Pigeon Post is the sixth novel in the Swallows and Amazons series by Arthur Ransome. There are 12 books in the series in total.
Pigeon Post, unlike its predecessor Coot Club, is set once again in the Lake District. The book unites Dick and Dorothea (the D’s), Nancy and Peggy (the Amazons), and John, Susan, Tigger, and Roger (the Swallows) during the summer holidays. The children are determined to camp on High Topps, on a mission to discover and mine gold. They also, oddly enough, await the arrival of an armadillo named Timothy.
Similarly to Winter Holiday, there were also some genuinely scary and dramatic scenes; High Topps is known for its risk of fires, and exploring caves and mines could lead to all kinds of dangers…
But no spoilers.
Pigeon Post is Ransome’s funniest book yet.
Arthur Ransome’s writing has always been fairly witty but here, humour just exudes from both his narrative style and the characters’ own personalities. My love for Roger has grown even stronger; he is always does something ridiculous or saying something silly, and at one point, he even gets a chapter to himself!
It was enjoyable to see all the children interact together in a large group and bounce off everyone else.
However, I thought it interesting how, throughout the book, I identified most with the children’s mothers and Susan – the “mother” of the group – to make sure everyone was fed, washed, and in bed at suitable times. This may be a consequence of reading the series for the first time as an adult, rather than a child!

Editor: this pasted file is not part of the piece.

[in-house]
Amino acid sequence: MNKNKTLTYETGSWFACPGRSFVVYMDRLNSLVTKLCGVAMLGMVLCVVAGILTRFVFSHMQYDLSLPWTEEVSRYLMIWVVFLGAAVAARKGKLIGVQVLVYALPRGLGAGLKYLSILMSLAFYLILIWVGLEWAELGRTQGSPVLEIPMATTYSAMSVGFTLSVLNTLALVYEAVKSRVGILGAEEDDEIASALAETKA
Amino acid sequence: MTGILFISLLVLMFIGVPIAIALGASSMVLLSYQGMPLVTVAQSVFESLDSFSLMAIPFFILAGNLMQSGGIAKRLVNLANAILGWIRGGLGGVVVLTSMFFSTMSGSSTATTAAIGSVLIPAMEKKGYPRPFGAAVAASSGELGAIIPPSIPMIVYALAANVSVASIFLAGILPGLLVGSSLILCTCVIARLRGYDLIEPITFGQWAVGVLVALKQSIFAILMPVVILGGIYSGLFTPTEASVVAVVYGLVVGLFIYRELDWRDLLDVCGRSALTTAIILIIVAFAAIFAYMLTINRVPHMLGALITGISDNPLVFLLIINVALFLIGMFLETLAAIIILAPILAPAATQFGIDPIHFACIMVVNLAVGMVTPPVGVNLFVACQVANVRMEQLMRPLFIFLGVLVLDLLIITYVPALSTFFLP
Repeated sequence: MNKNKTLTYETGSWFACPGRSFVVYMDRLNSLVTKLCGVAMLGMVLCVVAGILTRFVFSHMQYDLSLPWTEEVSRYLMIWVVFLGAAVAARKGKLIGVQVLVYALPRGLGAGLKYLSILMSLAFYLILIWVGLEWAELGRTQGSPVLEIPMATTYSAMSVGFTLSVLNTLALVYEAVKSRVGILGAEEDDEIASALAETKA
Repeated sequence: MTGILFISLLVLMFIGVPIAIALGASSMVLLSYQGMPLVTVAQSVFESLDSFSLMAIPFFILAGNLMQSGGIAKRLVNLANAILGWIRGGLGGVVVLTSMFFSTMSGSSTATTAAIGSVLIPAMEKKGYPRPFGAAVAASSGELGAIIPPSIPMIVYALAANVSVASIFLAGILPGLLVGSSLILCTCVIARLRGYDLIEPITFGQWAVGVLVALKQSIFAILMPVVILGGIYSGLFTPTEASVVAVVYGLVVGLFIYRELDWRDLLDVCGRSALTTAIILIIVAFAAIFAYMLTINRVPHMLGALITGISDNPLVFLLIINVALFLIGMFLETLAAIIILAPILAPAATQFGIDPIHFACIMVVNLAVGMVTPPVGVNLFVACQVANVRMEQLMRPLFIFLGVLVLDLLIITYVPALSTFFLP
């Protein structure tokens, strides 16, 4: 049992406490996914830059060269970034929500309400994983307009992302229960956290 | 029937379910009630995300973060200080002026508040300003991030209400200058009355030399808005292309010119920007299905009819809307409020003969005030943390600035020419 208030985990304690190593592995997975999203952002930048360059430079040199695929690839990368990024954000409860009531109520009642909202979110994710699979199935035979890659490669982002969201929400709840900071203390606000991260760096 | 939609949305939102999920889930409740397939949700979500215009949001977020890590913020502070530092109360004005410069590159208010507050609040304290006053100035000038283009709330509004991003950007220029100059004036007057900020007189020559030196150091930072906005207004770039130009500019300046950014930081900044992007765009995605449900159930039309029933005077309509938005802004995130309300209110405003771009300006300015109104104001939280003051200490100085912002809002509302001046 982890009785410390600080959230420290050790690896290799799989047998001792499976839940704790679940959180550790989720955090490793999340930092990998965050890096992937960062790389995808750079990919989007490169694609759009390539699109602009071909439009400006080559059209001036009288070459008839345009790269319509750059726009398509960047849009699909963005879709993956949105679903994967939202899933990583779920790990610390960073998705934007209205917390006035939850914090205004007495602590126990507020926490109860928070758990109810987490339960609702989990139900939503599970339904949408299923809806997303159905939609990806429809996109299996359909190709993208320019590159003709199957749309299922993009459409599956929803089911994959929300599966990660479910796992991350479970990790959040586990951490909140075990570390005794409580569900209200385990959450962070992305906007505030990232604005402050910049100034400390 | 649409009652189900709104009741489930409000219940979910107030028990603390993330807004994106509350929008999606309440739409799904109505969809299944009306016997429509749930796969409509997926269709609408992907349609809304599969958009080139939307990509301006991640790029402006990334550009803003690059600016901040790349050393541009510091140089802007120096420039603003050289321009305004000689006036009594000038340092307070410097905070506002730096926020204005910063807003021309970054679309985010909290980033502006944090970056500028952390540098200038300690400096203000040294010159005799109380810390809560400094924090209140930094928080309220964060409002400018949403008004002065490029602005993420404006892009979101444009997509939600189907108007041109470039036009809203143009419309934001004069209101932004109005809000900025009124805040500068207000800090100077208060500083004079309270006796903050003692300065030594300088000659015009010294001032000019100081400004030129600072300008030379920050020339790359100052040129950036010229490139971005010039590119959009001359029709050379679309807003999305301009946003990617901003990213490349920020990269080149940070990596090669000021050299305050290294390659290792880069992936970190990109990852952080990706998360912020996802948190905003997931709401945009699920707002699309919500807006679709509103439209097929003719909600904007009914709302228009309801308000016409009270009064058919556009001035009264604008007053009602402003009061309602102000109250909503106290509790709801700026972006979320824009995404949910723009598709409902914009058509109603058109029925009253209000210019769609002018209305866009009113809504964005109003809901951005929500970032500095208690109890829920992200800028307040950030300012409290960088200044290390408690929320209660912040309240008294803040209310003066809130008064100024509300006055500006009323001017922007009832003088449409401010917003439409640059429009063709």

I’m also continually impressed by the cleverness and capabilities of these children. For example, Dick constructs a carrier pigeon postal system, hence the title of the book, which is designed to ring a bell when a carrier pigeon arrives with a letter and he also reads books about metalwork, so that the children can build a blast furnace to attempt to extract their findings.
Nowadays, I know health and safety is incredibly restrictive on what children can and can’t do, but I wonder if modern children are even interested in such outdoorsy, practical tasks. I can’t help but be sceptical and wonder: if there isn’t an app for these things, will today’s youth be interested?
Pigeon Post is my boyfriend’s favourite book of the series. I’m still torn on my decision; I really enjoyed it, and for that reason, it’s definitely one of my firm favourites.